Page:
TORONTO (Reuters) - The Canadian government and one of the country’s largest churches said on Thursday they hope the sentencing of a pastor to a life of hard labor in North Korea will at least bring new avenues of consular access after months without contact.
They also said they hoped for the quick release of the pastor, South Korea-born Hyeon Soo Lim. Lim, held by North Korea since February, was sentenced to hard labor for life for subversion, North Korea’s official KCNA news agency reported on Wednesday, a sentence Canada called “unduly harsh.”
The conclusion of the trial of Lim, who had been traveling to North Korea since 1997, could finally allow Canadian officials to visit the 60-year-old pastor - and possibly secure his release, a spokesman for Canada’s foreign affairs department said on Thursday.
“Our priority now is to get access to Mr. Lim. Canadian officials are ... aggressively working on that as we speak, and then to work on next steps with the North Korean government with the hope that he’ll be returned to Canada as soon as is possible,” spokesman Adam Barratt said.
He said Canada’s requests for access to Lim to check on his health and convey messages from his family and congregation have been repeatedly denied by North Korea.
Lim had been doing humanitarian work in North Korea since 1997, according to his Toronto church, the 3,000-member Light Korean Presbyterian Church.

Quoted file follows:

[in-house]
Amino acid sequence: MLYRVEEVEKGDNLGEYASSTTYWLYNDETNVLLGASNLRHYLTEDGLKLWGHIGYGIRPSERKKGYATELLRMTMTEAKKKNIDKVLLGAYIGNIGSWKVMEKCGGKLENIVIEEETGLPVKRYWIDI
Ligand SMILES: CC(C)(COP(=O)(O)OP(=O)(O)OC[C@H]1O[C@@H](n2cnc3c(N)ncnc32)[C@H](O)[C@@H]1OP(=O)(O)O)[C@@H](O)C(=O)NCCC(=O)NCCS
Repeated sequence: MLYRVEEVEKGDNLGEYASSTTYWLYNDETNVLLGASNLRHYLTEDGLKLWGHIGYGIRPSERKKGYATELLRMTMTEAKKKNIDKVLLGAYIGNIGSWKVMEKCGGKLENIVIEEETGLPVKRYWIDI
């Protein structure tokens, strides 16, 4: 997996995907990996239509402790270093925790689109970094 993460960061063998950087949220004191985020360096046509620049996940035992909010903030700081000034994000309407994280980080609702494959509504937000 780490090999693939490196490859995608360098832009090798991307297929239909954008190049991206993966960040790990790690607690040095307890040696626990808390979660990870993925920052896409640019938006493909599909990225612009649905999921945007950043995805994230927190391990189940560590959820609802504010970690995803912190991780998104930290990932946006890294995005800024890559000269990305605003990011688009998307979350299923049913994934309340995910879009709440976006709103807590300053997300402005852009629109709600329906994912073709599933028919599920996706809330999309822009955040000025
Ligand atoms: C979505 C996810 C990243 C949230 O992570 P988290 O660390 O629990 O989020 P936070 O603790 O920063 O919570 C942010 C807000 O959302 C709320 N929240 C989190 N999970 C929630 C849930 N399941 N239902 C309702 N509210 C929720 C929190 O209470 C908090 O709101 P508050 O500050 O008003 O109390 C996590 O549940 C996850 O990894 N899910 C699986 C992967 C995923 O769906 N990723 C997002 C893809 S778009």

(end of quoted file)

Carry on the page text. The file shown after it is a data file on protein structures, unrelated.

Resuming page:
North Korea’s highest court said Lim had attempted to overthrow the government and undermine its social system with “religious activities” for the past 18 years, China’s official Xinhua news agency reported.
North Korea had previously sentenced Korean-American missionary Kenneth Bae to 15 years of hard labor but released him last year after holding him for two years. Lim’s church said they hope Lim’s sentencing will bring similar relief.
“We hope that he knows that there is a global community who is praying for him and also working hard to secure his release. We hope that he remembers his family and congregation and how much they love him,” church spokeswoman Lisa Pak said in an email.
Lim, who has lived in Canada since 1986 and is a Canadian citizen, is the only Western citizen known to be held currently in North Korea.
Both North Korea and neighboring China have clamped down on Christian groups in recent years. Last year, Pyongyang released three detained Americans, including Bae and another man who had left a copy of the Bible at a club.
Reporting by Andrea Hopkins in Toronto and Randall Palmer in Ottawa; Editing by Frances Kerry